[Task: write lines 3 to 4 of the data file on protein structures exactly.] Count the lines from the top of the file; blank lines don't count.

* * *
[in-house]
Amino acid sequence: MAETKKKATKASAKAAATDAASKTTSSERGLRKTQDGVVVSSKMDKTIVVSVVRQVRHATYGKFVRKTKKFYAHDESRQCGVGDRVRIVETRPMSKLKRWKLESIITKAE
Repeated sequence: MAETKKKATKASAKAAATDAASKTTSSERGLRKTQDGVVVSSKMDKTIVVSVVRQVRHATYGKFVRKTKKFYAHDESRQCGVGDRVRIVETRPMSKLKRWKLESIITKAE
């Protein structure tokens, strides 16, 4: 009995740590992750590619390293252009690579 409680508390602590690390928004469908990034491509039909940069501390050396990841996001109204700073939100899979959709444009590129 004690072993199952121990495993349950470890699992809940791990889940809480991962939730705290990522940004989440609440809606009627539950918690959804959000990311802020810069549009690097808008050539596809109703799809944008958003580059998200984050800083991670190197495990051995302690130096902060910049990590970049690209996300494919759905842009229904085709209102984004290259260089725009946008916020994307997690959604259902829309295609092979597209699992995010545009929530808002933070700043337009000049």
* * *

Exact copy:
Repeated sequence: MAETKKKATKASAKAAATDAASKTTSSERGLRKTQDGVVVSSKMDKTIVVSVVRQVRHATYGKFVRKTKKFYAHDESRQCGVGDRVRIVETRPMSKLKRWKLESIITKAE
């Protein structure tokens, strides 16, 4: 009995740590992750590619390293252009690579 409680508390602590690390928004469908990034491509039909940069501390050396990841996001109204700073939100899979959709444009590129 004690072993199952121990495993349950470890699992809940791990889940809480991962939730705290990522940004989440609440809606009627539950918690959804959000990311802020810069549009690097808008050539596809109703799809944008958003580059998200984050800083991670190197495990051995302690130096902060910049990590970049690209996300494919759905842009229904085709209102984004290259260089725009946008916020994307997690959604259902829309295609092979597209699992995010545009929530808002933070700043337009000049």